The extraordinary thing about the Warren Buffett method is that it is actually quite simple and relies on only two numbers that are used in conjunction with a couple of figures from the accounting statements.

One of the numbers is the price/earnings ratio which is the multiple of annual profits an investor is prepared to pay for buying the share of a company. The other number is the return on equity which is the profit in percentage that investors get in return for the capital invested in the company (this capital is called Shareholders’ Equity).

It is best to use the historical average of the price/earnings ratio and the time-weighted (or historical average) return on equity figure as this approach gives a more conservative valuation than relying on the latest price/earnings ratio and return on equity figures which can be more volatile than the average or time-weighted figures (in this case, time-weighting of the return on equity means using a return on equity that is half of the historical average and half of the latest quarterly figure).

The computation of the Warren Buffett valuation is done the following way (sources for the method can be found by searching the web for keywords such as “Warren Buffett Valuing Stocks”):

**1/** Shareholders’ equity is divided by the number of shares issued by the company in order to get the shareholders’ equity per share.

**2/** The time-weighted return on equity is then raised to the power of the length of time required in the investor’s horizon. As ThinkLikeWarrenBuffett.com takes the view that individual investors tend to have a 9-month horizon, the return on equity is raised to the power of the number 0.75 which represents 9 months as it is three quarters of 1 (1 represents one year).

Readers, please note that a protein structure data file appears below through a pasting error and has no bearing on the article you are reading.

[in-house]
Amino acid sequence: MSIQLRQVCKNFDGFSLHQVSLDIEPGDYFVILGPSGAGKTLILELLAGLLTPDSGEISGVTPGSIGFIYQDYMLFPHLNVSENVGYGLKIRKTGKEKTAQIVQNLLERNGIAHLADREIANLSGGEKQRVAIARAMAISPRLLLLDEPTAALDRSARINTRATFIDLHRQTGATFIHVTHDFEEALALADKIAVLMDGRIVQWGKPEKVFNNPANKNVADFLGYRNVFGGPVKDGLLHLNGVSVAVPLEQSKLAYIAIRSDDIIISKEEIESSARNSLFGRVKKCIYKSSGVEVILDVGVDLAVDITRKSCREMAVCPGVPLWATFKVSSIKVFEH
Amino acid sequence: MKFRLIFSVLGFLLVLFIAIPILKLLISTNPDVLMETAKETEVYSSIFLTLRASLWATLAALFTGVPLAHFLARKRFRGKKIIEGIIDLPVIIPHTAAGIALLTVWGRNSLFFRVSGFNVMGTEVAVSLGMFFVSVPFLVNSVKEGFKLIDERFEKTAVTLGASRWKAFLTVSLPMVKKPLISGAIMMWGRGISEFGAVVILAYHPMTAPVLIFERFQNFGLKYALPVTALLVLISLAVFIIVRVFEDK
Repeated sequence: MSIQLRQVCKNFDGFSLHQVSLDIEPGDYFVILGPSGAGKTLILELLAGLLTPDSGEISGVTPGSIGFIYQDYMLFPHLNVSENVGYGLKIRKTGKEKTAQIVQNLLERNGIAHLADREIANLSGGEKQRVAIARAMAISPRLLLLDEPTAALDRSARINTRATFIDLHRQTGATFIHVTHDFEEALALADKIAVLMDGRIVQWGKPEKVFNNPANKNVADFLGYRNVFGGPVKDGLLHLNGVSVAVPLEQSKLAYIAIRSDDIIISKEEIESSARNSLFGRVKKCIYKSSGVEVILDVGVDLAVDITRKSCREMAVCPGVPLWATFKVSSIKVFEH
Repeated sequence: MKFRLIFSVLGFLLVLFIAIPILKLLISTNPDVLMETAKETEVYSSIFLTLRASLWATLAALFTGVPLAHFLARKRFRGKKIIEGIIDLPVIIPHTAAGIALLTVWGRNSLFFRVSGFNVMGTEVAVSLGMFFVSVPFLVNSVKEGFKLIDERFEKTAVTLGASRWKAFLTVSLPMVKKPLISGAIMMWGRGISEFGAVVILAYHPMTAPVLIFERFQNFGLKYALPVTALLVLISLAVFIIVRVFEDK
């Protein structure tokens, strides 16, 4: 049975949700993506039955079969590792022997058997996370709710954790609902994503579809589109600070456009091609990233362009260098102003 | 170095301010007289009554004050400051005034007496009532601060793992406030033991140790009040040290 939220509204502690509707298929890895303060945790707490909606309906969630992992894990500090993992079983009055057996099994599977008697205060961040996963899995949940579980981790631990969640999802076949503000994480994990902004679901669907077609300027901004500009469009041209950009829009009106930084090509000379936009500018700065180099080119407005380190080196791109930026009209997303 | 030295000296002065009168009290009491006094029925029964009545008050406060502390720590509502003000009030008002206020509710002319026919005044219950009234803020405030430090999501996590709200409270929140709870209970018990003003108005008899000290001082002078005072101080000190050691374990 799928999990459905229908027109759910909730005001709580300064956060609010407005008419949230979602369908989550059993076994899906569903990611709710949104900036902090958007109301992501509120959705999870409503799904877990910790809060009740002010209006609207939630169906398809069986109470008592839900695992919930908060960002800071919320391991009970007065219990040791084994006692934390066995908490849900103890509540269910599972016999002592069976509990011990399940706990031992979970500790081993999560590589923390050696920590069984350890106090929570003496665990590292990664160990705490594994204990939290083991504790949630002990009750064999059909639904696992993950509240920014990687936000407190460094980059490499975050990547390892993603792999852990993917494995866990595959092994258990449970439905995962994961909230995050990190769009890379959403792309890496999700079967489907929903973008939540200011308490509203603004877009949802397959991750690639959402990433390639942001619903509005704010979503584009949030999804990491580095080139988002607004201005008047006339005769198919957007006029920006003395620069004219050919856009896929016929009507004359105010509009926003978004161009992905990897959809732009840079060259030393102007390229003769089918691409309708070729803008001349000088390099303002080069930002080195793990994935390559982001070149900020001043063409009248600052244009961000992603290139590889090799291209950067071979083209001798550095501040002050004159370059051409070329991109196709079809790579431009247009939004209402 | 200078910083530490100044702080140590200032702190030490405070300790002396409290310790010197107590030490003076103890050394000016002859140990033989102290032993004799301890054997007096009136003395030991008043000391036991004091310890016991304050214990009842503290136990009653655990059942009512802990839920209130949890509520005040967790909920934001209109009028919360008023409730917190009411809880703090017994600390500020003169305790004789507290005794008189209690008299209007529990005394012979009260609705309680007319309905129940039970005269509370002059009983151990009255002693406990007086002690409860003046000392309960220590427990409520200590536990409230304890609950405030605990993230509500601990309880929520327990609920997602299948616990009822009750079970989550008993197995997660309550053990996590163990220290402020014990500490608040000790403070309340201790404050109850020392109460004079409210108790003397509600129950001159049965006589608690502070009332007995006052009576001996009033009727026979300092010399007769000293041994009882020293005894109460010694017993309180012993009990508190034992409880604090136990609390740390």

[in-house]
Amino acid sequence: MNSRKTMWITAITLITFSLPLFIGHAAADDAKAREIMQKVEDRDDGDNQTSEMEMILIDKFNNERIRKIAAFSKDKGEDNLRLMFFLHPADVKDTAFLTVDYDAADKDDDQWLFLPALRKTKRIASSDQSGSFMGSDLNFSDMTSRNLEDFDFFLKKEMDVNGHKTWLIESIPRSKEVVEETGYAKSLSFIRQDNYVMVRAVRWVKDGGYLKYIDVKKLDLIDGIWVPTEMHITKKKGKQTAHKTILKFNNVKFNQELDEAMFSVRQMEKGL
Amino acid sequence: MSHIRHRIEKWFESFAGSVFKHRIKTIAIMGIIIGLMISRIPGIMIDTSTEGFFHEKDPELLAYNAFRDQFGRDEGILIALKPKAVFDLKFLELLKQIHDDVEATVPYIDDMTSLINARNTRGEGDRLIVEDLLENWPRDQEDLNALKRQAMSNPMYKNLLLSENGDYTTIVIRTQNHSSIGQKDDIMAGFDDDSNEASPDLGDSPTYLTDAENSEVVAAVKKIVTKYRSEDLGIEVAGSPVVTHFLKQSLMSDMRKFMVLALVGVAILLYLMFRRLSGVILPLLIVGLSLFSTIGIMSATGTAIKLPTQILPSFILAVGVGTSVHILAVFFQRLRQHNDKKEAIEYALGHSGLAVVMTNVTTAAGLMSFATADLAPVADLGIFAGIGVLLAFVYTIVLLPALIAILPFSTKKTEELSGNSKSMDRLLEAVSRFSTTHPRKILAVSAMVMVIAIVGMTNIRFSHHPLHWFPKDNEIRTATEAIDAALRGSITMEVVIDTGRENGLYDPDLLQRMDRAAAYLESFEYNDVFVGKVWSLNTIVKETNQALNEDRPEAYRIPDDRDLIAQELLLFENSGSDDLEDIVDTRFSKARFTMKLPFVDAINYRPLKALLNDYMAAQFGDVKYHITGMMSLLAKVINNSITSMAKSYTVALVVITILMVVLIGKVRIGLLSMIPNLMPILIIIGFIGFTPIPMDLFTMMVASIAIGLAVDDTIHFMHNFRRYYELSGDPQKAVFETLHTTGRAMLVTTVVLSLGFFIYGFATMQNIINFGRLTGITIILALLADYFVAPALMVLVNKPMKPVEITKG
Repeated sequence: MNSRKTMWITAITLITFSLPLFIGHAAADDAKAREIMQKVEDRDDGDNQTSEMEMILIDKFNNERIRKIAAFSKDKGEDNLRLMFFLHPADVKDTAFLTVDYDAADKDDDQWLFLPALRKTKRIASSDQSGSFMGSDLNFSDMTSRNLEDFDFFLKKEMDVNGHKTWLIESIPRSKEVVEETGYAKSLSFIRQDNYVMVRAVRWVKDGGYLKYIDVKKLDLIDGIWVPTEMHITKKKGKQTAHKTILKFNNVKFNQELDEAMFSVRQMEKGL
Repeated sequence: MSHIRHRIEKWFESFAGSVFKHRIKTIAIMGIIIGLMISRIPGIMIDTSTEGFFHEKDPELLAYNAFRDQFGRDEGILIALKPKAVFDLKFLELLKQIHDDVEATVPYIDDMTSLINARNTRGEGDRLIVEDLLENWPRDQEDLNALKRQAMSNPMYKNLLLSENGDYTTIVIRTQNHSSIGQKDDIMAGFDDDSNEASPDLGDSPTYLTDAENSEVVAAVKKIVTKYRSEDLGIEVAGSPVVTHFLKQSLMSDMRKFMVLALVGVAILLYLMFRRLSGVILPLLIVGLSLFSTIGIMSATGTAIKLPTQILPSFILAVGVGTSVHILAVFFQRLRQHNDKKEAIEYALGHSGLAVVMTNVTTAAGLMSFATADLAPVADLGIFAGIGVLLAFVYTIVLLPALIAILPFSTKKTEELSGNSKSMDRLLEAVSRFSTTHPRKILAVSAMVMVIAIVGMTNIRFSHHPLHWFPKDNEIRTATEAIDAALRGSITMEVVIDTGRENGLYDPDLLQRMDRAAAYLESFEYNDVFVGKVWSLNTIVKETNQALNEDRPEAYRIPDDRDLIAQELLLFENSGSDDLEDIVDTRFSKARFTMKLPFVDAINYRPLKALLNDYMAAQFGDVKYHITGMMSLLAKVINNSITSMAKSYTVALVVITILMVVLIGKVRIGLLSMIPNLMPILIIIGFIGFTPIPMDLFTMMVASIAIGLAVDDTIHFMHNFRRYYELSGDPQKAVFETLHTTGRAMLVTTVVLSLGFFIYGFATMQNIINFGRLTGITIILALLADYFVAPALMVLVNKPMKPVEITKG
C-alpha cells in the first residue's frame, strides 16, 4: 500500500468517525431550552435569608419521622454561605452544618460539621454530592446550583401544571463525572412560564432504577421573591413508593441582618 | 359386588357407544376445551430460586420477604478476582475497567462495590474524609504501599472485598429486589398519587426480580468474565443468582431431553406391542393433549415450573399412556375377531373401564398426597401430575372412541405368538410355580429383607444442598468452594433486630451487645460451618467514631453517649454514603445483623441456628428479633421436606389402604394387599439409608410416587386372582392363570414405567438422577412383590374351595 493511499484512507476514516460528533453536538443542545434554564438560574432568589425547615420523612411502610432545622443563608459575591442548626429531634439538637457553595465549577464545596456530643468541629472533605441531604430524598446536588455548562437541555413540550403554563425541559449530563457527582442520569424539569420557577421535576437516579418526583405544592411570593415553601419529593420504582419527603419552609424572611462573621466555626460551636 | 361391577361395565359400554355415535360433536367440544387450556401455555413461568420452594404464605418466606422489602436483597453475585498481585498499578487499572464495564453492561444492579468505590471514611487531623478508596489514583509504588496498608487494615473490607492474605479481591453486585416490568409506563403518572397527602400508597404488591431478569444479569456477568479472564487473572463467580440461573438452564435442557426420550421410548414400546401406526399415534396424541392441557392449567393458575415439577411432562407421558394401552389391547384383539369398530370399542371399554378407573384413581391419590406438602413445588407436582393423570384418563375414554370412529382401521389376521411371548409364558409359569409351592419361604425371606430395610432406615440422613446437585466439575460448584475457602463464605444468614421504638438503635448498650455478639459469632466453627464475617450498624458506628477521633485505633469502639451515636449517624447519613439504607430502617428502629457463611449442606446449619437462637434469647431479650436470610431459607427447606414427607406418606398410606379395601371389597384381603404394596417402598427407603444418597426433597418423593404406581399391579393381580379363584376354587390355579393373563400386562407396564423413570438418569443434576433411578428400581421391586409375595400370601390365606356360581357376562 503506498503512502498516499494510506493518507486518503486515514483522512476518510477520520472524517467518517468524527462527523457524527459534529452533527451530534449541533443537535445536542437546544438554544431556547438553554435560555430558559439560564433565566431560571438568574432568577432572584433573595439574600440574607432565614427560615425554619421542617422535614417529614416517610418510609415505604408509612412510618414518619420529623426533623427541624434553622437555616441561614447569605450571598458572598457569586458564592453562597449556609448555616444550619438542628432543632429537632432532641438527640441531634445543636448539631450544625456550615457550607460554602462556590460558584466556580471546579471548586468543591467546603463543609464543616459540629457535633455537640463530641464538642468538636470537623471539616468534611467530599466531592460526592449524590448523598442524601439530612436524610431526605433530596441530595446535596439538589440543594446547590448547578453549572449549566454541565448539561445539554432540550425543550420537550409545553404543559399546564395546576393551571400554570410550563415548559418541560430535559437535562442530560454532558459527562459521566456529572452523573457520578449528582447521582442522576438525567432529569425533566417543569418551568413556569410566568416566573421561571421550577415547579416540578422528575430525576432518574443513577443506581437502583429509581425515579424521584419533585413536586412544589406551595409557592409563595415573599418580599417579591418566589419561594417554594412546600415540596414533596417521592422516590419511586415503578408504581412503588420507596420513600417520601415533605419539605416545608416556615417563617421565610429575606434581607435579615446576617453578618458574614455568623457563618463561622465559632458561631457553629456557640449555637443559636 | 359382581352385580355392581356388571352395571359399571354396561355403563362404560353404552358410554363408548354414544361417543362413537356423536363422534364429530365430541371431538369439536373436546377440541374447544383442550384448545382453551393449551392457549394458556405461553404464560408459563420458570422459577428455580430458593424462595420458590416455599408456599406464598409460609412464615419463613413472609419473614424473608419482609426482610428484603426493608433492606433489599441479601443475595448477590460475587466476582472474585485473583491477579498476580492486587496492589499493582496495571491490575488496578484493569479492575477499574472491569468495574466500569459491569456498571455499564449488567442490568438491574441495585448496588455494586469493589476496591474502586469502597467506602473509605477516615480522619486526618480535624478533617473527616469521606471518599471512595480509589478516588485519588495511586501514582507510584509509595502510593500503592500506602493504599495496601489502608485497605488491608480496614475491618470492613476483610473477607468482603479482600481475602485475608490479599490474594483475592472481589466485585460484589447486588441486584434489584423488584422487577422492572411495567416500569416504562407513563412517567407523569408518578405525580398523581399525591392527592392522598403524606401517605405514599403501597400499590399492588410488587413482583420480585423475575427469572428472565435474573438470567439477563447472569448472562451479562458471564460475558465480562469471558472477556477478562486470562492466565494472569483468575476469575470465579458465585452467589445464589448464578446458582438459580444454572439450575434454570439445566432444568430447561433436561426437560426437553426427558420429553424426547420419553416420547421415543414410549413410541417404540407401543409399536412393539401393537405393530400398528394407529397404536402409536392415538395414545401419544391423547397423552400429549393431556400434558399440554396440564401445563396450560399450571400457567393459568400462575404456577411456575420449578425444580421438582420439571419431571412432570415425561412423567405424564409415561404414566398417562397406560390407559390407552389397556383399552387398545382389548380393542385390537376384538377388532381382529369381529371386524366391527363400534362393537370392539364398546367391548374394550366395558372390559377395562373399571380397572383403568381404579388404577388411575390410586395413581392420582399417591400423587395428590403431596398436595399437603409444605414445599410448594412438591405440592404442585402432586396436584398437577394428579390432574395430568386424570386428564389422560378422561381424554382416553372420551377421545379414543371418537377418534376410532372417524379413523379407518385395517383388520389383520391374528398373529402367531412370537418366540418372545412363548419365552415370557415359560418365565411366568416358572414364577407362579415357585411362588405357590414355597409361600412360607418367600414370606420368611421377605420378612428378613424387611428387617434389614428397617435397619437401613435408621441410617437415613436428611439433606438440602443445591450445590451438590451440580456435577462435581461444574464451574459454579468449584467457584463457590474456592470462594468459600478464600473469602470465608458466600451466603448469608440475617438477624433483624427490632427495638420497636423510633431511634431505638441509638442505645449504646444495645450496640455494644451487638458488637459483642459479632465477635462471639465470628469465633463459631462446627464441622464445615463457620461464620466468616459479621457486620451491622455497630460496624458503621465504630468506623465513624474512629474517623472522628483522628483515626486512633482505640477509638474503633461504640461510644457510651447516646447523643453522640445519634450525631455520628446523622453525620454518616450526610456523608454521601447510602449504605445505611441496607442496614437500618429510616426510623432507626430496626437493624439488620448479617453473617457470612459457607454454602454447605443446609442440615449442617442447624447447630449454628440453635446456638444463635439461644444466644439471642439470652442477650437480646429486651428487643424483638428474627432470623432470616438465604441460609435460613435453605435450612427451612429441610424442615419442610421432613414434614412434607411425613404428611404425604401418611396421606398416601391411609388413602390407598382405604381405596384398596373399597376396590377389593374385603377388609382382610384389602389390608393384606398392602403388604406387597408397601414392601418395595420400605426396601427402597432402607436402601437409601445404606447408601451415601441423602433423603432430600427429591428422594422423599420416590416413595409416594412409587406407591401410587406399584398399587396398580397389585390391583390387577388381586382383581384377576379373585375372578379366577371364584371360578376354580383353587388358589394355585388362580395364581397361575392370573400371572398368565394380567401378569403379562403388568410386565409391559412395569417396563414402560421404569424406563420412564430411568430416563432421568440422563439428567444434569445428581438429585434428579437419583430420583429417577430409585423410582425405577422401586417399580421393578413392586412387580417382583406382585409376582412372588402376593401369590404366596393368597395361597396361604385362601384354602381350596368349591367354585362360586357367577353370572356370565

**3/** The result of the previous calculation (in step 2) is then multiplied by the shareholders’ equity per share (from step 1) in order to obtain the Earnings per Share at the end of the desired horizon, in our case nine months.

**4/** Finally, the Earnings per Share in nine months (from step 3) is multiplied by the historical average of the price/earnings ratio in order to obtain the “Warren Buffett Valuation”.

ThinkLikeWarrenBuffett.com users have access to easy-to-understand valuation graphs that show the “Warren Buffett Valuation” for each stock as well as the actual share price, therefore understanding at a glance whether the stock has potential according to the Warren Buffett method.

Warren Buffett is known to quote the Margin of Safety ratio of 25% which means that he prefers to invest in a stock only if the share trades at 75% or less than his valuation for that stock. Therefore, ThinkLikeWarrenBuffett.com graphs also include the Margin of Safety line.